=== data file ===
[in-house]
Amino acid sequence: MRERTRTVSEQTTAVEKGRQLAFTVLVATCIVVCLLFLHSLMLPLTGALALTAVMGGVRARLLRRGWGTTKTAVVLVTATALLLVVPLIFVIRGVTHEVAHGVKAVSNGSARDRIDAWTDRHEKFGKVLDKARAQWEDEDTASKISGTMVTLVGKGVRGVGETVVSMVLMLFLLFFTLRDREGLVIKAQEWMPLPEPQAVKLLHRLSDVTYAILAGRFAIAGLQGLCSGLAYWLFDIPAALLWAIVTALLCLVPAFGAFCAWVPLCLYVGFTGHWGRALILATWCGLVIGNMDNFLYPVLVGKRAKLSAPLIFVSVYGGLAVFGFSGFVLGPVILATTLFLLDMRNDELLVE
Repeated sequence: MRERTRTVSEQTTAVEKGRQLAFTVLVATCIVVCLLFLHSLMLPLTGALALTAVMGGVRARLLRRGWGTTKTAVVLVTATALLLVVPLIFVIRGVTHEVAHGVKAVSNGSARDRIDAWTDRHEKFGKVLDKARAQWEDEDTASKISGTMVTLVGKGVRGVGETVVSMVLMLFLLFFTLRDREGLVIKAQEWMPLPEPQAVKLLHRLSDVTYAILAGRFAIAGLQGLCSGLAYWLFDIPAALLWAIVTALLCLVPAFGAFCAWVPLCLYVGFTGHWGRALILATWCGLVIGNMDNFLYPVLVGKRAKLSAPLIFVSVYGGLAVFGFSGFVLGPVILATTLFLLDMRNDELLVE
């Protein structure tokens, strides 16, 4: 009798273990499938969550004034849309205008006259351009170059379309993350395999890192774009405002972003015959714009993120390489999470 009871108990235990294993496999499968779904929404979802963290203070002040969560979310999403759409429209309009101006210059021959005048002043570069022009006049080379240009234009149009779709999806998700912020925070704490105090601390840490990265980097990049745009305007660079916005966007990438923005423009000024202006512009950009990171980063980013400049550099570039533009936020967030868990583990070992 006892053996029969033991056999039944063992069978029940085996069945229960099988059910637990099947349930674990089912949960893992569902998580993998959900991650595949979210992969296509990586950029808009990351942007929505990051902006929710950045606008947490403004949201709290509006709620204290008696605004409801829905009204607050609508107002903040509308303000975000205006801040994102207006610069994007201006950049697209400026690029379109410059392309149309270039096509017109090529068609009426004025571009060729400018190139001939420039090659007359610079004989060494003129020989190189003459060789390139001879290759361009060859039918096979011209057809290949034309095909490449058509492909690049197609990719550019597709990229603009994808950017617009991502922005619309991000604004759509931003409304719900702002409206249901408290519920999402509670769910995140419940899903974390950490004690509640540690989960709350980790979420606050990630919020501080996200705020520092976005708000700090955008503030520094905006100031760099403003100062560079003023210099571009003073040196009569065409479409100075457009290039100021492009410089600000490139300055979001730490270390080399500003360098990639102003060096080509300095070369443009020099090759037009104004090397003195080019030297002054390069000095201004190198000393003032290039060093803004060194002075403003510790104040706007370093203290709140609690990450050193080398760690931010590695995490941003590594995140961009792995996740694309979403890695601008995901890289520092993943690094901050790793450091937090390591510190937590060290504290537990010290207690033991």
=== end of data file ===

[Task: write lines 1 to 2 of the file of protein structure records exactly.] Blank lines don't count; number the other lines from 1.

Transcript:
[in-house]
Amino acid sequence: MRERTRTVSEQTTAVEKGRQLAFTVLVATCIVVCLLFLHSLMLPLTGALALTAVMGGVRARLLRRGWGTTKTAVVLVTATALLLVVPLIFVIRGVTHEVAHGVKAVSNGSARDRIDAWTDRHEKFGKVLDKARAQWEDEDTASKISGTMVTLVGKGVRGVGETVVSMVLMLFLLFFTLRDREGLVIKAQEWMPLPEPQAVKLLHRLSDVTYAILAGRFAIAGLQGLCSGLAYWLFDIPAALLWAIVTALLCLVPAFGAFCAWVPLCLYVGFTGHWGRALILATWCGLVIGNMDNFLYPVLVGKRAKLSAPLIFVSVYGGLAVFGFSGFVLGPVILATTLFLLDMRNDELLVE